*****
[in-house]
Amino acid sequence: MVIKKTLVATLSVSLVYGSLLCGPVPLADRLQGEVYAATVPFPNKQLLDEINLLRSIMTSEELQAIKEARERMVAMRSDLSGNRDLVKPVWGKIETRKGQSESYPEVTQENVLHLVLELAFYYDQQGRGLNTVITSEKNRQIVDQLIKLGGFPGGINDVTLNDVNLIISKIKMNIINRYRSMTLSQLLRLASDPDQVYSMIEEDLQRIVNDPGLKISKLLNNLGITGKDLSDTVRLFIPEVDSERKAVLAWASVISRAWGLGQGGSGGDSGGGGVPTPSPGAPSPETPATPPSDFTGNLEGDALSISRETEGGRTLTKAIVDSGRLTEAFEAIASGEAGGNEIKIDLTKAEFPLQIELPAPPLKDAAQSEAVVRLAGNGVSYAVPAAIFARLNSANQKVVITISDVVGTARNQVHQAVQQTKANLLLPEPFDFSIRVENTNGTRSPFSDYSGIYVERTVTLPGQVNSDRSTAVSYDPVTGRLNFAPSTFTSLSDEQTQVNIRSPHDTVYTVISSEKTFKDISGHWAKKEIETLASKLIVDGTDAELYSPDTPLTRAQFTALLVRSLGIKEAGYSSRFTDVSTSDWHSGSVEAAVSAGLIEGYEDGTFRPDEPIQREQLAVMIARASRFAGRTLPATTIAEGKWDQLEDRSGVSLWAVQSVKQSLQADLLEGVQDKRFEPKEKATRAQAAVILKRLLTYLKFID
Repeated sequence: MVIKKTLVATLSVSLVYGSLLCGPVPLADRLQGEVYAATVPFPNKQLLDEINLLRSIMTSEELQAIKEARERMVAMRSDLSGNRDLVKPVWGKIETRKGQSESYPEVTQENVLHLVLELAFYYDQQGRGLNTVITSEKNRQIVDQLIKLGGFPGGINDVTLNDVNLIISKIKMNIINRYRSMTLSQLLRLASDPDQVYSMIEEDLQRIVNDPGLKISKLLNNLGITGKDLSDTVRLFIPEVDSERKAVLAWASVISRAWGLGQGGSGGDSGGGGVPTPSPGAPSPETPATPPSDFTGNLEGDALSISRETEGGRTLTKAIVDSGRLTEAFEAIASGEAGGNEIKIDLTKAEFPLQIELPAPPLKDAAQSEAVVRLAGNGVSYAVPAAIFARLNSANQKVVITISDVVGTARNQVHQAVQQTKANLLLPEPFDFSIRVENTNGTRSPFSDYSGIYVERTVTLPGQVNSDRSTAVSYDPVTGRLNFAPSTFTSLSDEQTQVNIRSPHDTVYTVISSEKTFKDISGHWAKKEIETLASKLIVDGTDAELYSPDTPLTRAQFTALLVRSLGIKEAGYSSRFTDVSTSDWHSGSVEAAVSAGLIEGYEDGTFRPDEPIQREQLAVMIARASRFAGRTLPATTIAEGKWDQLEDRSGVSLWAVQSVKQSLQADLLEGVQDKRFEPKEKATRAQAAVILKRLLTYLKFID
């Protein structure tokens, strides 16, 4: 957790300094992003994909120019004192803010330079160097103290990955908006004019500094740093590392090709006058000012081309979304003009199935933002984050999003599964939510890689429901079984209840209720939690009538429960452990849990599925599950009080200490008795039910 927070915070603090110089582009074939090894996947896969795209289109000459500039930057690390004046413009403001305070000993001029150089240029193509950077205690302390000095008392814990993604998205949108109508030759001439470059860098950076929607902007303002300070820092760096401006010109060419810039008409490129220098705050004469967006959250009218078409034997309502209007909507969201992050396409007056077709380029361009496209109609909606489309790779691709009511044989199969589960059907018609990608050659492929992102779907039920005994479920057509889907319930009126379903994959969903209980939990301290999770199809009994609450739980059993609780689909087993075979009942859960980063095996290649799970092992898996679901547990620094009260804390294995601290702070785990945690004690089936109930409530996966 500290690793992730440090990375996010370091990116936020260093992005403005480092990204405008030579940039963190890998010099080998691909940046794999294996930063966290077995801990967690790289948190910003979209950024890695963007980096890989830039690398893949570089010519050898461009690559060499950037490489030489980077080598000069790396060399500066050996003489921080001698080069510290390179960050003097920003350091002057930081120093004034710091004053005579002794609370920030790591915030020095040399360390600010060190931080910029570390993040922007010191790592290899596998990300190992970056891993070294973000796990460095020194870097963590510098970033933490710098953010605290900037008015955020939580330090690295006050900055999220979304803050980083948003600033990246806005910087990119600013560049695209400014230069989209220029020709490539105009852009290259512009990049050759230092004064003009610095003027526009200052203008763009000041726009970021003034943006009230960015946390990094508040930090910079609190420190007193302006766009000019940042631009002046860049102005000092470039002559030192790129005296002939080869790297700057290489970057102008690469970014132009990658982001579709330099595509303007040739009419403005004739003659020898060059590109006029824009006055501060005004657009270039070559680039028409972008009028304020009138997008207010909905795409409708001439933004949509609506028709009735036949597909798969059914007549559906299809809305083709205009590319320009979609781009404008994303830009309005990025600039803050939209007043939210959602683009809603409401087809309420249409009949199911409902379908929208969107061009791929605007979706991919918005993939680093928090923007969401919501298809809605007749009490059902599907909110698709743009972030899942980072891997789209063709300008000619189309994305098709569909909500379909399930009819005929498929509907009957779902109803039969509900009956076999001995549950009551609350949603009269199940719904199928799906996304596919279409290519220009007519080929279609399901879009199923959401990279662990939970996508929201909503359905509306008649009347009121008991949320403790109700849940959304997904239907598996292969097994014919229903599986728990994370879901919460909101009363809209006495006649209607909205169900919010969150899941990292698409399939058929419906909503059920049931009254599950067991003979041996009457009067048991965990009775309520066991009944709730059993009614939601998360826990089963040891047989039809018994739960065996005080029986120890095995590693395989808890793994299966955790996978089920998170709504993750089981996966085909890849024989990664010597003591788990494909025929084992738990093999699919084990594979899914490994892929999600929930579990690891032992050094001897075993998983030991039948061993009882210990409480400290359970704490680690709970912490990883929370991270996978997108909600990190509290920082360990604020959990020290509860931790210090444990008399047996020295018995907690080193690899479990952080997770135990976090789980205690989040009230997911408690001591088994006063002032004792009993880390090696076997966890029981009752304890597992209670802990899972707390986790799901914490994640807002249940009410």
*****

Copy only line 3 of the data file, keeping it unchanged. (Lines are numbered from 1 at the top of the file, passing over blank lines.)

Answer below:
Repeated sequence: MVIKKTLVATLSVSLVYGSLLCGPVPLADRLQGEVYAATVPFPNKQLLDEINLLRSIMTSEELQAIKEARERMVAMRSDLSGNRDLVKPVWGKIETRKGQSESYPEVTQENVLHLVLELAFYYDQQGRGLNTVITSEKNRQIVDQLIKLGGFPGGINDVTLNDVNLIISKIKMNIINRYRSMTLSQLLRLASDPDQVYSMIEEDLQRIVNDPGLKISKLLNNLGITGKDLSDTVRLFIPEVDSERKAVLAWASVISRAWGLGQGGSGGDSGGGGVPTPSPGAPSPETPATPPSDFTGNLEGDALSISRETEGGRTLTKAIVDSGRLTEAFEAIASGEAGGNEIKIDLTKAEFPLQIELPAPPLKDAAQSEAVVRLAGNGVSYAVPAAIFARLNSANQKVVITISDVVGTARNQVHQAVQQTKANLLLPEPFDFSIRVENTNGTRSPFSDYSGIYVERTVTLPGQVNSDRSTAVSYDPVTGRLNFAPSTFTSLSDEQTQVNIRSPHDTVYTVISSEKTFKDISGHWAKKEIETLASKLIVDGTDAELYSPDTPLTRAQFTALLVRSLGIKEAGYSSRFTDVSTSDWHSGSVEAAVSAGLIEGYEDGTFRPDEPIQREQLAVMIARASRFAGRTLPATTIAEGKWDQLEDRSGVSLWAVQSVKQSLQADLLEGVQDKRFEPKEKATRAQAAVILKRLLTYLKFID